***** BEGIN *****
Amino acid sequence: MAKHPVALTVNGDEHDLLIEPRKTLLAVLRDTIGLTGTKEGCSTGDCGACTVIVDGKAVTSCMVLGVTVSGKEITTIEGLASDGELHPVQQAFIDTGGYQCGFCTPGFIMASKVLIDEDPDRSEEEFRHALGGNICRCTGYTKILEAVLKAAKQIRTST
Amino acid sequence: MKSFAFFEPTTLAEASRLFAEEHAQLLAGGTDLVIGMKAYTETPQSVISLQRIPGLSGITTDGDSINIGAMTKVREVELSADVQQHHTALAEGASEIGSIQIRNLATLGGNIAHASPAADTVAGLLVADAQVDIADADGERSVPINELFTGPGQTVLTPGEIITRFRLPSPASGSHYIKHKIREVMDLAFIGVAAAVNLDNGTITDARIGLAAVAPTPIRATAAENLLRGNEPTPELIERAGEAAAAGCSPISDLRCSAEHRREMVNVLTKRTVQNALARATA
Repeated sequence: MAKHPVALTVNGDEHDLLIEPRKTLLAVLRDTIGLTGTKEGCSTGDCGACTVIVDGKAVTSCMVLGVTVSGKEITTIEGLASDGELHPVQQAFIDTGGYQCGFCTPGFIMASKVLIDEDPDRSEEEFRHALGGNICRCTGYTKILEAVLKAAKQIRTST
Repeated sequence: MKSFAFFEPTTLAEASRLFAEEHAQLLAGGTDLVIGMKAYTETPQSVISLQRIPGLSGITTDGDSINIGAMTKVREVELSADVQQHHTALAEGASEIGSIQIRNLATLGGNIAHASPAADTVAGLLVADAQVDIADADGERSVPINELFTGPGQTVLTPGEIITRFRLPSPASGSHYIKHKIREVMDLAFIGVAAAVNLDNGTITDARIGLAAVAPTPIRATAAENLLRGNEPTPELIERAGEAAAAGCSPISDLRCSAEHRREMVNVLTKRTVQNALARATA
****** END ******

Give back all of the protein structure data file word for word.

Amino acid sequence: MAKHPVALTVNGDEHDLLIEPRKTLLAVLRDTIGLTGTKEGCSTGDCGACTVIVDGKAVTSCMVLGVTVSGKEITTIEGLASDGELHPVQQAFIDTGGYQCGFCTPGFIMASKVLIDEDPDRSEEEFRHALGGNICRCTGYTKILEAVLKAAKQIRTST
Amino acid sequence: MKSFAFFEPTTLAEASRLFAEEHAQLLAGGTDLVIGMKAYTETPQSVISLQRIPGLSGITTDGDSINIGAMTKVREVELSADVQQHHTALAEGASEIGSIQIRNLATLGGNIAHASPAADTVAGLLVADAQVDIADADGERSVPINELFTGPGQTVLTPGEIITRFRLPSPASGSHYIKHKIREVMDLAFIGVAAAVNLDNGTITDARIGLAAVAPTPIRATAAENLLRGNEPTPELIERAGEAAAAGCSPISDLRCSAEHRREMVNVLTKRTVQNALARATA
Repeated sequence: MAKHPVALTVNGDEHDLLIEPRKTLLAVLRDTIGLTGTKEGCSTGDCGACTVIVDGKAVTSCMVLGVTVSGKEITTIEGLASDGELHPVQQAFIDTGGYQCGFCTPGFIMASKVLIDEDPDRSEEEFRHALGGNICRCTGYTKILEAVLKAAKQIRTST
Repeated sequence: MKSFAFFEPTTLAEASRLFAEEHAQLLAGGTDLVIGMKAYTETPQSVISLQRIPGLSGITTDGDSINIGAMTKVREVELSADVQQHHTALAEGASEIGSIQIRNLATLGGNIAHASPAADTVAGLLVADAQVDIADADGERSVPINELFTGPGQTVLTPGEIITRFRLPSPASGSHYIKHKIREVMDLAFIGVAAAVNLDNGTITDARIGLAAVAPTPIRATAAENLLRGNEPTPELIERAGEAAAAGCSPISDLRCSAEHRREMVNVLTKRTVQNALARATA